Government officials who attend benefit appeal tribunals seem to be judged by how well they do. Success is when they prevent high-level awards to disabled people.
This affects appeals for both personal independence payment (PIP) and employment and support allowance (ESA). These are benefits claimed by many with disabilities such as those caused, as in my case, by multiple sclerosis.
Department for Work and Pensions (DWP) information shows that the officials, presenting officers (PO), must report back to their bosses.
They must say whether they persuaded tribunals not to grant enhanced PIP awards. They also required to report if they persuaded tribunals not to award claimants eligibility for the ESA support group.
Indeed, each PIP PO’s report has to include an answer to: “PO impact – was enhanced PIP award averted?”, or for ESA: “PO impact – Was SG award averted?”
The facts were released, reluctantly, in response to a Freedom of Information (FOI) request made by the Disability News Service (DNS), last September.
Marsha de Cordova, Labour’s shadow minister for disabled people, described DWP’s admission as “truly appalling”. And that probably echoes the mildest reaction that I could give. Does it mean that the POs are rewarded for success in tribunals? We deserve to know.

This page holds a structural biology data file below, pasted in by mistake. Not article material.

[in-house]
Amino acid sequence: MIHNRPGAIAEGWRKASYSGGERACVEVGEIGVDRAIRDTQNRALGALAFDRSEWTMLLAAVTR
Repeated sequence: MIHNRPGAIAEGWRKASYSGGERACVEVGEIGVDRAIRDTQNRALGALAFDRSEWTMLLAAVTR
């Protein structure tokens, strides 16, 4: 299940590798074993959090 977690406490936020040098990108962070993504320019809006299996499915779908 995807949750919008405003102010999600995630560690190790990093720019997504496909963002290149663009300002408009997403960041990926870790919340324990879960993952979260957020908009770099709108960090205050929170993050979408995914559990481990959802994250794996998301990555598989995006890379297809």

A civil servant inside DWP told DNS: “With (the) government trying to subvert justice by restricting enhanced payments, then it is something I must try and highlight and fight.”
He said this attempt to restrict enhanced payments was placing an “immoral pressure” on POs.
De Cordova said: “The idea that the ‘impact’ of DWP staff is being assessed on whether they managed to get ESA support group or enhanced PIP awards ‘averted’ is truly appalling.
“Presenting officers are supposed to be there to provide fair and balanced evidence of a claimant’s needs.
End to privatized assessments?
“In May last year, freedom of information requests revealed that the DWP was setting targets to reject 80% of social security appeals at mandatory reconsideration. They clearly haven’t changed their approach.”